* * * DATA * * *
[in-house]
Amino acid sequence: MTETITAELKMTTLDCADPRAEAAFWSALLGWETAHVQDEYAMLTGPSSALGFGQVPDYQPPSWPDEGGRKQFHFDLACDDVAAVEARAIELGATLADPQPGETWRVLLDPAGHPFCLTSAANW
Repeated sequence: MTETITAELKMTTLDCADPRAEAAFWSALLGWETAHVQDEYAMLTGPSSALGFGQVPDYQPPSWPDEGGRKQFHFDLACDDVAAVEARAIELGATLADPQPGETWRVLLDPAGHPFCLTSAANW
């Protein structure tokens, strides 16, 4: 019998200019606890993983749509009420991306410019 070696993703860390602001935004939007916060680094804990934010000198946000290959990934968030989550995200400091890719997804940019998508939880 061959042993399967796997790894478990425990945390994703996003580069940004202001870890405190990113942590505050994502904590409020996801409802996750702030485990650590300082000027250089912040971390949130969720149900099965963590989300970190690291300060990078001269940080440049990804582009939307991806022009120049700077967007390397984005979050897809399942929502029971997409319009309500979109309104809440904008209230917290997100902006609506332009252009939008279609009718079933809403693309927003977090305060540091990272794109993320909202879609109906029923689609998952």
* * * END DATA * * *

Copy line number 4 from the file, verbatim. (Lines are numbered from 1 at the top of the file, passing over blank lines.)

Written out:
């Protein structure tokens, strides 16, 4: 019998200019606890993983749509009420991306410019 070696993703860390602001935004939007916060680094804990934010000198946000290959990934968030989550995200400091890719997804940019998508939880 061959042993399967796997790894478990425990945390994703996003580069940004202001870890405190990113942590505050994502904590409020996801409802996750702030485990650590300082000027250089912040971390949130969720149900099965963590989300970190690291300060990078001269940080440049990804582009939307991806022009120049700077967007390397984005979050897809399942929502029971997409319009309500979109309104809440904008209230917290997100902006609506332009252009939008279609009718079933809403693309927003977090305060540091990272794109993320909202879609109906029923689609998952």